Fig. 2.7 Flow net for seepage beneath a dam.
maximum along a path normal to the equipotentials and in isotropic soil the flow follows the paths of the steepest gradients, so that flow lines cross equipotential lines at right angles.
Figure 2.7 shows a typical flow net representing seepage through a soil beneath a dam. The flow is assumed to be two dimensional, a condition that covers a large number of seepage problems encountered in practice.
From Darcy's law q = Aki, so if we consider unit width of soil and if Aq = the unit flow through a flow channel (the space between adjacent flow lines), then:
Aq = b x 1 x k x i = bki where b = distance between the two flow lines.
In Fig. 2.7 the figure ABCD is bounded by the same flow lines as figure AiBiCiD, and by the same equipotentials as figure A2B2C2D2. For any figure in the net Aq = kib = kAhb/1, where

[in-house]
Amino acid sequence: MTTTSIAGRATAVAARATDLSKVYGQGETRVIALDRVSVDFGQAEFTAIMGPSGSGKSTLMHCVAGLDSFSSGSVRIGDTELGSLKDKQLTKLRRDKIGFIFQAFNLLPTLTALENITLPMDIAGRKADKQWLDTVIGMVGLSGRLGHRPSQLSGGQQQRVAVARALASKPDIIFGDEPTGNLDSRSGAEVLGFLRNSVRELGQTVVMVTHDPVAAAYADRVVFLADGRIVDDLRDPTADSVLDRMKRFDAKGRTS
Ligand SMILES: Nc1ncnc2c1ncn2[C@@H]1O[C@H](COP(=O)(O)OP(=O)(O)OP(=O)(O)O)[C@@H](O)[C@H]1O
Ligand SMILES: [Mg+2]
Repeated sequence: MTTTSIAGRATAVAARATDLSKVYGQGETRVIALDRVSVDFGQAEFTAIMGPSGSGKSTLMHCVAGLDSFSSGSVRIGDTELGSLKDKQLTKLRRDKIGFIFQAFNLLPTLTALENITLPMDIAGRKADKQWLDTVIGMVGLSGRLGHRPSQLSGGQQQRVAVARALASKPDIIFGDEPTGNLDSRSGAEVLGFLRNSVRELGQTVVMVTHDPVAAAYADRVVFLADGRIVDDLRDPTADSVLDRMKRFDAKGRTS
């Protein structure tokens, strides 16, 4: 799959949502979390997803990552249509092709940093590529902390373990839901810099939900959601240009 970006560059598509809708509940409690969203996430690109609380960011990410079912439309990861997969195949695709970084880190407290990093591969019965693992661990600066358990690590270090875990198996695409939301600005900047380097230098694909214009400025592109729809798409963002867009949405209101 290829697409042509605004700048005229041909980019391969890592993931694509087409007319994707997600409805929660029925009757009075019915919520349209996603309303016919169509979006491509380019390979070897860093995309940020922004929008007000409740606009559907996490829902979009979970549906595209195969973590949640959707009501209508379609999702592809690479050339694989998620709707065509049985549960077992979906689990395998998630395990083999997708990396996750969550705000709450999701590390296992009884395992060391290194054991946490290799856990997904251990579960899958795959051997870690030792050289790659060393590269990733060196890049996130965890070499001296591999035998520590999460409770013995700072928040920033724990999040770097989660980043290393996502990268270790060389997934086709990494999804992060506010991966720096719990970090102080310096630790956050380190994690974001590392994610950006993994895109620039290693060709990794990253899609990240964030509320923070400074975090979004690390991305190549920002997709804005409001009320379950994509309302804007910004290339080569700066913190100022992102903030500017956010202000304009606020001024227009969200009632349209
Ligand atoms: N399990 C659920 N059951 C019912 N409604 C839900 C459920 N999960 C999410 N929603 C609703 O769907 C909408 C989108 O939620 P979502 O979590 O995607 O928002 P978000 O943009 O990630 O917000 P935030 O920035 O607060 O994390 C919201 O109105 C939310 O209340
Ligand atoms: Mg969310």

Ah = head loss between the two equipotentials 1 = distance between the equipotentials (see Fig. 2.8),
Referring to Fig. 2.7:
Fig. 2.8 Section of a flow net.
Flow through ABCD = Aq = kAhy
If we assume that the soil is homogeneous and isotropic then k is the same for all figures and it is possible to draw the flow net so that bi = li, b2 = 12, b = 1. When we have this arrangement the figures are termed 'squares' and the flow net is a square flow net. With this condition:
Since square ABCD has the same flow lines as A1B1C1D1, Aq = Aqi
Since square ABCD has the same equipotentials as A2B2C2D2,
Hence, in a flow net, where all the figures are square, there is the same quantity of unit flow through each figure and there is the same head drop across each figure.
No figure in a flow net can be truly square, but the vast majority of the figures do approximate to squares in that the four corners of the figure are at right angles and the distance between the flow lines, b, equals the distance between the equipotentials, 1. As will be seen, a little imagination is sometimes needed when asserting that a certain figure is a square and some figures are definitely triangular in shape, but provided the flow net is drawn with a sensible number of flow channels (generally five or six) the results obtained will be within the range of accuracy possible. The more flow channels that are drawn the more the figures will approximate to true squares, but the apparent increase in accuracy is misleading and the extra work involved in drawing perhaps twelve channels is not worthwhile.